The Teenie Weenies is a comic strip created and illustrated by William Donahey that first appeared in 1914 in the Chicago Tribune and ran for over 50 years. It consisted of normal-size objects intermingled with tiny protagonists. The comic strip characters were two inches tall  and lived under a rose bush. They lived with "real world" size materials made from discarded objects like hats, jars, barrels, kegs, and boxes – all of which were gigantic to them.
|The Teenie Weenies|
|Launch date||(1st run) June 14, 1914|
(2nd run) September 24, 1933
(3rd run) May 18, 1941
|End date||(1st run) October 26, 1924|
(2nd run) December 2, 1934
(3rd run) February 15, 1970
|Publisher(s)||Chicago Tribune Syndicate|
The strip was inspired by Palmer Cox's The Brownies and was done in the form of text with a single large picture. Unlike the Brownies where the text was written in verse, Donahey wrote in prose. The Teenie Weenies first appeared in black and white in the women's section of the Chicago Tribune on June 14, 1914. This first story was of the Top Hat house burning down. The comic strip ran as a one panel story with a picture until 1923. It then moved to the comics page as a strip cartoon. Color versions soon appeared in the magazine section of the newspaper printed in rotogravure.
Donahey drew the comic strip until October 26, 1924 when it was temporarily discontinued. While the newspaper feature was stopped, Donahey's comic characters were used in advertising for Reid, Murdock & Company. Donahey did advertising for them in The Saturday Evening Post and on their Monarch canned foods line.
Several books of the strip comic characters were also published by Beckley-Cardey Company and Reilly & Lee. In an effort to stimulate new interest in the Teenie Weenies, Reid, Murdock & Company in 1927 issued an eight-page pamphlet called The Teenie Weenies: Their Book. On September 24, 1933, the daily comic strip was added again to the Chicago Tribune newspaper. It ran for about a year until it was suspended again on December 2, 1934.
In 1940 and 1941 four of The Teenie Weenies books were reprinted. On May 18, 1941, the Sunday comic strip feature came back permanently. It continued until Donahey's death. During this third time that it was published, two sets of reprints came out. Whittlesy House published three books between 1942 and 1945. Ziff-Davis published two standard-size comic books in 1950 and 1951. Donahey retired in 1969. The last newspaper comic strip episode appeared February 15, 1970. Donahey died February 2 of the same year and never saw the last episode published.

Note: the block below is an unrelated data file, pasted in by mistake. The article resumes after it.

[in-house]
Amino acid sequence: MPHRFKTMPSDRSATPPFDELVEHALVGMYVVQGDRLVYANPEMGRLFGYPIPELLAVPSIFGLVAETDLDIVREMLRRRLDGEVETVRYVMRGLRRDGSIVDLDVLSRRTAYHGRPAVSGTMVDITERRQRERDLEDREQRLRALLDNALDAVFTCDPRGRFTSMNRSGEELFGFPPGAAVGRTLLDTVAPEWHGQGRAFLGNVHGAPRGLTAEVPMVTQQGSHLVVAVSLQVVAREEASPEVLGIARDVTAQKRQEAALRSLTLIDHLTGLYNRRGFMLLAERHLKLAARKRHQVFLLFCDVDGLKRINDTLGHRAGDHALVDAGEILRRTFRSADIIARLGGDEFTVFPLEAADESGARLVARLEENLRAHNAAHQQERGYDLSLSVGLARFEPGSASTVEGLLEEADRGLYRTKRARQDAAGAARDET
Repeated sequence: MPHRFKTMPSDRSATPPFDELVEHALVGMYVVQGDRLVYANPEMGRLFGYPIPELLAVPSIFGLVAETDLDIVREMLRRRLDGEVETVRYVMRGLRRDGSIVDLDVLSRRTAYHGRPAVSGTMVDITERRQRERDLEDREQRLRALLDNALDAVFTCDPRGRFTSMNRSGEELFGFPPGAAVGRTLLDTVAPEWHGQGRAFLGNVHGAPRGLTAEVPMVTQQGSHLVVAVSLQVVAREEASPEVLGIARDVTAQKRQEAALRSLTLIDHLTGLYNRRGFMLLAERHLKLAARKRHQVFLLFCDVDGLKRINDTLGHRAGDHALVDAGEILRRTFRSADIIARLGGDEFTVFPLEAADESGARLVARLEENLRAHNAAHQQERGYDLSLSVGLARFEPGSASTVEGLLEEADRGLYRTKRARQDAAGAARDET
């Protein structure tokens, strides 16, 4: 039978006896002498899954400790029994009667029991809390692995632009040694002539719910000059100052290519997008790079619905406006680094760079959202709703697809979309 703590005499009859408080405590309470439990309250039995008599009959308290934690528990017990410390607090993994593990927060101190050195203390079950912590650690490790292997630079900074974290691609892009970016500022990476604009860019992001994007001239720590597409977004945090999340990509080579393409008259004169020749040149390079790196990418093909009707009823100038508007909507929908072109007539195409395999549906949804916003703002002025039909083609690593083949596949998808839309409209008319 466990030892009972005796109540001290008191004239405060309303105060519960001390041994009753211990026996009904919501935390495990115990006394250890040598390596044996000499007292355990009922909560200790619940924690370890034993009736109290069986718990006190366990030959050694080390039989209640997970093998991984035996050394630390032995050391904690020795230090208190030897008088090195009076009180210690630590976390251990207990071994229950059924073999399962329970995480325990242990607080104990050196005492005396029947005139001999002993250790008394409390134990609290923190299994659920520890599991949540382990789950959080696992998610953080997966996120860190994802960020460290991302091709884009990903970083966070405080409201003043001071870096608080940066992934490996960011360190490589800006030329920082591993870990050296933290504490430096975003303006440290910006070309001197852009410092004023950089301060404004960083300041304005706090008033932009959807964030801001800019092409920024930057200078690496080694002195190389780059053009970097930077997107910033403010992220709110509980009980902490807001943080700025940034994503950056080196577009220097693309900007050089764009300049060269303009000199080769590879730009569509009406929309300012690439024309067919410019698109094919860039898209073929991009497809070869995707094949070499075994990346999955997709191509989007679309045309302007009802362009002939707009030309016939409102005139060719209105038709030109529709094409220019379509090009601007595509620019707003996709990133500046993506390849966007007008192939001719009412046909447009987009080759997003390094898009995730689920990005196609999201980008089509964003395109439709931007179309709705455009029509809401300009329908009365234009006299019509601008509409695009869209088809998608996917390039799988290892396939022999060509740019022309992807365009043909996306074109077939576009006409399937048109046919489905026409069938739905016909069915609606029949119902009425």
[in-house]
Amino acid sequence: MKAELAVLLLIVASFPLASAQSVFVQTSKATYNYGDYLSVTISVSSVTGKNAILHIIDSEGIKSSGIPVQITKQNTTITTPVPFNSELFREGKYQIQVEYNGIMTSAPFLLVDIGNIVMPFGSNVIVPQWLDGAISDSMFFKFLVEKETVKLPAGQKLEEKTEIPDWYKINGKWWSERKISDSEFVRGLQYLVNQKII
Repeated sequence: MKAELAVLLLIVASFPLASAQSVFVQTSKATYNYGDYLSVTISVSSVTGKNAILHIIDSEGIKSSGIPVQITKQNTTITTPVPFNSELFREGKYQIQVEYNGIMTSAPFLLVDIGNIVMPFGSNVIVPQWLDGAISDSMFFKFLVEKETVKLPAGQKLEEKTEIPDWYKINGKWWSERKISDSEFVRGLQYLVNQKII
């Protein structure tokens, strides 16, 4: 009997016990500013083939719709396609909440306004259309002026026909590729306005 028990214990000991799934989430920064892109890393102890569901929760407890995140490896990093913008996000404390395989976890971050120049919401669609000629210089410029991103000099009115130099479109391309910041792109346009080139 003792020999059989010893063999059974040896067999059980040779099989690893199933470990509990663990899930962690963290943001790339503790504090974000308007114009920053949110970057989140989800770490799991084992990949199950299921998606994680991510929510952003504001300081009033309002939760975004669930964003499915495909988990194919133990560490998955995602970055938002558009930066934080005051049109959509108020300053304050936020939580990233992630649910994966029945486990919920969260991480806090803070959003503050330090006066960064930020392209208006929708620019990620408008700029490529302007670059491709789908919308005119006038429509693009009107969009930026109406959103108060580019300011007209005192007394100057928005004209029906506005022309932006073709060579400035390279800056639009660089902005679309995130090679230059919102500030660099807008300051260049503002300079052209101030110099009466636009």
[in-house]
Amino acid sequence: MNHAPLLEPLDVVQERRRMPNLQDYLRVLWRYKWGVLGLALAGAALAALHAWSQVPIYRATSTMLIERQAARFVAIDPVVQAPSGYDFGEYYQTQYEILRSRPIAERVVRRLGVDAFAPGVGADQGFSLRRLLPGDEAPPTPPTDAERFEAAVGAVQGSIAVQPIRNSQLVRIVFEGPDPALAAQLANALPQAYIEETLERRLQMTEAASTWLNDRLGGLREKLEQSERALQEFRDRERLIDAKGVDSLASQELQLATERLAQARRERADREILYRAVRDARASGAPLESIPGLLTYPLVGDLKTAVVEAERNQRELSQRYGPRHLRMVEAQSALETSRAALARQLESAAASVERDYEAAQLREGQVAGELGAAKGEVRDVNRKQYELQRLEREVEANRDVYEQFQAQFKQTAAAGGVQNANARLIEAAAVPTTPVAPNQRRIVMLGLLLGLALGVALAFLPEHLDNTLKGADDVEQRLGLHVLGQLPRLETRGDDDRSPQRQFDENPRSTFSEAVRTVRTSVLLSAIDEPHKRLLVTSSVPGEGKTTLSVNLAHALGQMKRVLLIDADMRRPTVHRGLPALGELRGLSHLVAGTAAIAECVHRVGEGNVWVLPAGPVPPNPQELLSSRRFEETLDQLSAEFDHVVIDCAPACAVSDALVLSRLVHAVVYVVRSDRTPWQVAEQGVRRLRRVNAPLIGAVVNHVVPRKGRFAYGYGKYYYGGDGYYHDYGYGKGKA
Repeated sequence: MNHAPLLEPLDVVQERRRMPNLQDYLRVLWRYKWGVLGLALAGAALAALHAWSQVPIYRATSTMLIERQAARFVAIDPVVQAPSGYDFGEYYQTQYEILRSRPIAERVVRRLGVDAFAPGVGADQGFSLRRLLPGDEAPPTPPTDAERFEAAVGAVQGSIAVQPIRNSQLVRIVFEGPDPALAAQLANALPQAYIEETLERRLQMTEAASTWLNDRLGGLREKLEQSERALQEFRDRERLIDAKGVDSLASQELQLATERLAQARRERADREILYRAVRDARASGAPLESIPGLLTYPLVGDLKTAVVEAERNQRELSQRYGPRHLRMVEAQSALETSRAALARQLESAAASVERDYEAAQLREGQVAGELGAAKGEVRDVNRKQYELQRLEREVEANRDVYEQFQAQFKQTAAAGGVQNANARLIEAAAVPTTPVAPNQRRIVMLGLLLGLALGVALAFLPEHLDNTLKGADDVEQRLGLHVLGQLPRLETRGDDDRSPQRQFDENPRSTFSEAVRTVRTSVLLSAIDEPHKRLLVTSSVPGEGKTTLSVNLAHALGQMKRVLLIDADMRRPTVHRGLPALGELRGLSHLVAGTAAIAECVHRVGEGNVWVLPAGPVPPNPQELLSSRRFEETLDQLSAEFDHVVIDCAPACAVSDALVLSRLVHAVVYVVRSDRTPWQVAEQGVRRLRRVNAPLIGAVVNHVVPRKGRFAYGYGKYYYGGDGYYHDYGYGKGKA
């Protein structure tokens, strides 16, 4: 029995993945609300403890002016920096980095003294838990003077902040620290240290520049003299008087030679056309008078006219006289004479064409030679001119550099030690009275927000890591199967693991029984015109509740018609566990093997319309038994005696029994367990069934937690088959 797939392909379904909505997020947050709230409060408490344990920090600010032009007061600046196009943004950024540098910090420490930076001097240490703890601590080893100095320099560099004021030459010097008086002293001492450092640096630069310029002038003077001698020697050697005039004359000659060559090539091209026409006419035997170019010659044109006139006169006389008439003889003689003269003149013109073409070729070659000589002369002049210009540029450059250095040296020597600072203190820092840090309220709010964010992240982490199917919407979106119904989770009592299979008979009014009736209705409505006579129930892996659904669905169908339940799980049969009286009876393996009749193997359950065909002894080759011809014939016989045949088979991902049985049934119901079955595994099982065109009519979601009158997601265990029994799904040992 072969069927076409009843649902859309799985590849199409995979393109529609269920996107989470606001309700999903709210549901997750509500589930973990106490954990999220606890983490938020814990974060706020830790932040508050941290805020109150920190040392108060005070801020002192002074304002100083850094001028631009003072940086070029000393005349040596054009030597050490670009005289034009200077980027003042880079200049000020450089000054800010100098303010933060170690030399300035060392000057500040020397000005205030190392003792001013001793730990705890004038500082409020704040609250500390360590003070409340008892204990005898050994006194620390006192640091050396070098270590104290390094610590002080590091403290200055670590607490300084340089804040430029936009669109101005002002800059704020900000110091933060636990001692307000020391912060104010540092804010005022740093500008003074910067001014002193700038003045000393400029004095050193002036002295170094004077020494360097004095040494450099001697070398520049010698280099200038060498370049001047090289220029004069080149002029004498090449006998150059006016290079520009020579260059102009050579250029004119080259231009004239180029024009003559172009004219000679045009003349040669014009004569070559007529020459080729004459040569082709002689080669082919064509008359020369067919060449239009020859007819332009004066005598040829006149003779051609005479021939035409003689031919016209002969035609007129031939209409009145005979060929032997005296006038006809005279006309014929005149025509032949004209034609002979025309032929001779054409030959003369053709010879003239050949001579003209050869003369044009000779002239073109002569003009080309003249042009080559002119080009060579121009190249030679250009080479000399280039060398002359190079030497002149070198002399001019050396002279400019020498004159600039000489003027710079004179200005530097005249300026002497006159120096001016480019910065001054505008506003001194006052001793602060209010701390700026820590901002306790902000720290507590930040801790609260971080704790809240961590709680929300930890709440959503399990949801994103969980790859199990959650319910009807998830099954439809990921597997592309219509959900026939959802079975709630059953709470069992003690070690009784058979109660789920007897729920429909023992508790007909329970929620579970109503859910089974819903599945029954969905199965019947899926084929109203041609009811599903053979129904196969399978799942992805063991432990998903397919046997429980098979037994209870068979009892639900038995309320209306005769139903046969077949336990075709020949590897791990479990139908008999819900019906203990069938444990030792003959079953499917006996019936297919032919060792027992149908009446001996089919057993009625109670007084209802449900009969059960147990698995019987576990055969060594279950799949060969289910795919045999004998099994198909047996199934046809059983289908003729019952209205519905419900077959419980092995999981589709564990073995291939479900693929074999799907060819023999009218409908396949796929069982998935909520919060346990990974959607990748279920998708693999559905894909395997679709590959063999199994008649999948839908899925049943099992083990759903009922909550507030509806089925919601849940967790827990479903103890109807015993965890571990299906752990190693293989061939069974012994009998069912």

Donahey's comic strip characters tended to be named after their most prominent characteristics, examples being the Sailor, the Chinese man, the Cook, the Policeman, the Lady of Fashion, the Dunce, the Old Soldier with a Wooden Leg, etc. Each character had a personality accordingly which was not just based on their clothing. According to John D. Taylor, a founding member of the Kansas City Science Fiction and Fantasy Society, there were 45 members of the Teenie Weenie village. Below is Taylor's list of the Teenie Weenies.
1. Aunt Tess: 6/18/1961 - 1970. White-haired workaholic and domineering old bat. Not to be confused with Tess (Bone / Guff / Turk).
--. the babies' mother: see "Tess (Bone / Guff / Turk)".
2. Bell, Baby Bell: 8/1/15. One shot appearance as the subject of a poem: "Cry cry cry, Baby Bell. Went to sleep in a peanut shell."
3. Buddy Guff: veteran of the Great War. Married Tess Bone, father of Dot. 1918(?)-1924.
4. the Carpenter: 1914-1915(?)
5. the Chinese man: 1915(?)-1970. Oriental laundryman. Also called Chuck Lee. And once called Henry.
--. Chuck Lee: see "the Chinese Man".
6. the Clown: 1914-1924. (In one strip he is referred to as "Nipper".)
7. the Cook: 1914-1970.
8. the Cowboy: 1914-1970.
--. Danny Dunce: see "the Dunce."
9. the Doctor: 1914-1970.
10. the dog: 1914-1917(?).
11. Dorothy (Dot) Guff: born 3/11/1923. Not seen after 1924.
12. the Dunce: 1914-1970. (Note: in one strip he is called "Danny Dunce")
13. the Dutchman: 1914-1918(?).
--. the Fire Department: 1914. Like the Army, an unnamed band later replaced by individual Teenie Weenies.
14. the General: 1914-1970. Leader of the little village.
--. the Giant: see "Paddy Pinn."
15. Gogo: 1916(?)-1924, 1941-1970. The Teenie Weenie "colored man."
16, 17. the Guff sisters: 1918(?)-1921(?). Two unnamed (to the best of my knowledge) young women.
--. Guffs: see "Buddy Guff," "Guff sisters", "Miss Guff", "Sally Guff.", and "Tess (Bone / Guff / Turk)".
18. Grandma(s): 10/25/1914. In the strip Donahey refers to "one of the Teenie Weenie grandmas." They are never otherwise referenced.
19. Grandpa(s). 1914-1924. In the earliest strips there are at least two Grandpas, but later only one. Teenie Weenie Town (1942) mentions "a Teenie Weenie grandpa", but there is no picture, and he does not have an important role.
--. Henry: there is no Teenie Weenie named "Henry". The editor of Harvey Magazine # 7 renamed the Chinese man "Henry".
20. the Indian: 1914-1924, 1941-1970.
21. the Jap: 1914. Only appeared in five strips.
22. Jerry Lover: 4/2/1916-1924. Son of Mr. and Mrs. Lover, twin of Tom Lover.